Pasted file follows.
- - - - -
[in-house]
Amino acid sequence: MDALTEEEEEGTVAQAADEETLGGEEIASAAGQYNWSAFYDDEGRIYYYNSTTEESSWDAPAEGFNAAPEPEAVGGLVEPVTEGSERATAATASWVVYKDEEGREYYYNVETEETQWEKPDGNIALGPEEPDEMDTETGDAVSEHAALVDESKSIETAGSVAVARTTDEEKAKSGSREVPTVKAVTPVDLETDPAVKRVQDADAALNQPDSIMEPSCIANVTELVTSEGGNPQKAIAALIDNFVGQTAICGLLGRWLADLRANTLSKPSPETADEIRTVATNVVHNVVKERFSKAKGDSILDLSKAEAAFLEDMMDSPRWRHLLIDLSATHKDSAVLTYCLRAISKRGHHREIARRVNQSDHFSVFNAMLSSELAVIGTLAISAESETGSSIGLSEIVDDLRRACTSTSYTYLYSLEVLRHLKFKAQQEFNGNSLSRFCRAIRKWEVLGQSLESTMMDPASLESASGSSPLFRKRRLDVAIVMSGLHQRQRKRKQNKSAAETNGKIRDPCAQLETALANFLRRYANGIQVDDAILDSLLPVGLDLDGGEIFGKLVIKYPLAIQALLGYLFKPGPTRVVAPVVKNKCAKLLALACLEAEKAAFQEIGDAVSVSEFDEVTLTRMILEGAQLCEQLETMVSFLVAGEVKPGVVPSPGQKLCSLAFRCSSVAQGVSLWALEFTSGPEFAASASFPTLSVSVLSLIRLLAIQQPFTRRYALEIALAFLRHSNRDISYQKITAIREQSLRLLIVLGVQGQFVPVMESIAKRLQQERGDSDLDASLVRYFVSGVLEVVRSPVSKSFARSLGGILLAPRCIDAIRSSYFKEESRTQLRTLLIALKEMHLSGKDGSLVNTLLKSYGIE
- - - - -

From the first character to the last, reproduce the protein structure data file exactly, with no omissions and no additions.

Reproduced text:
[in-house]
Amino acid sequence: MDALTEEEEEGTVAQAADEETLGGEEIASAAGQYNWSAFYDDEGRIYYYNSTTEESSWDAPAEGFNAAPEPEAVGGLVEPVTEGSERATAATASWVVYKDEEGREYYYNVETEETQWEKPDGNIALGPEEPDEMDTETGDAVSEHAALVDESKSIETAGSVAVARTTDEEKAKSGSREVPTVKAVTPVDLETDPAVKRVQDADAALNQPDSIMEPSCIANVTELVTSEGGNPQKAIAALIDNFVGQTAICGLLGRWLADLRANTLSKPSPETADEIRTVATNVVHNVVKERFSKAKGDSILDLSKAEAAFLEDMMDSPRWRHLLIDLSATHKDSAVLTYCLRAISKRGHHREIARRVNQSDHFSVFNAMLSSELAVIGTLAISAESETGSSIGLSEIVDDLRRACTSTSYTYLYSLEVLRHLKFKAQQEFNGNSLSRFCRAIRKWEVLGQSLESTMMDPASLESASGSSPLFRKRRLDVAIVMSGLHQRQRKRKQNKSAAETNGKIRDPCAQLETALANFLRRYANGIQVDDAILDSLLPVGLDLDGGEIFGKLVIKYPLAIQALLGYLFKPGPTRVVAPVVKNKCAKLLALACLEAEKAAFQEIGDAVSVSEFDEVTLTRMILEGAQLCEQLETMVSFLVAGEVKPGVVPSPGQKLCSLAFRCSSVAQGVSLWALEFTSGPEFAASASFPTLSVSVLSLIRLLAIQQPFTRRYALEIALAFLRHSNRDISYQKITAIREQSLRLLIVLGVQGQFVPVMESIAKRLQQERGDSDLDASLVRYFVSGVLEVVRSPVSKSFARSLGGILLAPRCIDAIRSSYFKEESRTQLRTLLIALKEMHLSGKDGSLVNTLLKSYGIE